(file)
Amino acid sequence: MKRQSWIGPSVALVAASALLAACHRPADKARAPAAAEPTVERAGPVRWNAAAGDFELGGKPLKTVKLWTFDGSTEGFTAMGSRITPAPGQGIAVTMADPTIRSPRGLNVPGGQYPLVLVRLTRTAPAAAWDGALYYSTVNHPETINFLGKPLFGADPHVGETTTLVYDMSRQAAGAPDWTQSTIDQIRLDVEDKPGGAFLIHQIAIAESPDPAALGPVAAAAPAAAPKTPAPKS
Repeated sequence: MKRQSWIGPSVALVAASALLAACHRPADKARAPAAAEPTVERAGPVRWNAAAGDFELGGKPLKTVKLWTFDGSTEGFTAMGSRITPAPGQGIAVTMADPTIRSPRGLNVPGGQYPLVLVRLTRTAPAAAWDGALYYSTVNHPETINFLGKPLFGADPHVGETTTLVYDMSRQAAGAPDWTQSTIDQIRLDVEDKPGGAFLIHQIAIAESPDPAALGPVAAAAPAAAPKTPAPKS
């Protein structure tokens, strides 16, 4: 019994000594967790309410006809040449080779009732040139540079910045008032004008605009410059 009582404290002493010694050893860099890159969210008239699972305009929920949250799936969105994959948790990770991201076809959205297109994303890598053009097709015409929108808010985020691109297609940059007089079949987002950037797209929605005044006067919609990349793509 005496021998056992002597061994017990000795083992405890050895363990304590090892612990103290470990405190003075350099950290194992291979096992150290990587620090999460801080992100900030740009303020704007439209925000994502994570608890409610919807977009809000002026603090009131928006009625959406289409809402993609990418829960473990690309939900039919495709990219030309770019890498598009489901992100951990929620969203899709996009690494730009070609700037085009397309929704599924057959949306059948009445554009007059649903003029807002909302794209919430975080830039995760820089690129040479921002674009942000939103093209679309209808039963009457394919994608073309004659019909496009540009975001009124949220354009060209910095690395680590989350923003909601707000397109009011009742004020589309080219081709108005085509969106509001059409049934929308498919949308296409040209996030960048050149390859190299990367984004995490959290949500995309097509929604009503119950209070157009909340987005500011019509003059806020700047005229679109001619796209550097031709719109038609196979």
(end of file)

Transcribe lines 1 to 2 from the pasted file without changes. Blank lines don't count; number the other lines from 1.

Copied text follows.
Amino acid sequence: MKRQSWIGPSVALVAASALLAACHRPADKARAPAAAEPTVERAGPVRWNAAAGDFELGGKPLKTVKLWTFDGSTEGFTAMGSRITPAPGQGIAVTMADPTIRSPRGLNVPGGQYPLVLVRLTRTAPAAAWDGALYYSTVNHPETINFLGKPLFGADPHVGETTTLVYDMSRQAAGAPDWTQSTIDQIRLDVEDKPGGAFLIHQIAIAESPDPAALGPVAAAAPAAAPKTPAPKS
Repeated sequence: MKRQSWIGPSVALVAASALLAACHRPADKARAPAAAEPTVERAGPVRWNAAAGDFELGGKPLKTVKLWTFDGSTEGFTAMGSRITPAPGQGIAVTMADPTIRSPRGLNVPGGQYPLVLVRLTRTAPAAAWDGALYYSTVNHPETINFLGKPLFGADPHVGETTTLVYDMSRQAAGAPDWTQSTIDQIRLDVEDKPGGAFLIHQIAIAESPDPAALGPVAAAAPAAAPKTPAPKS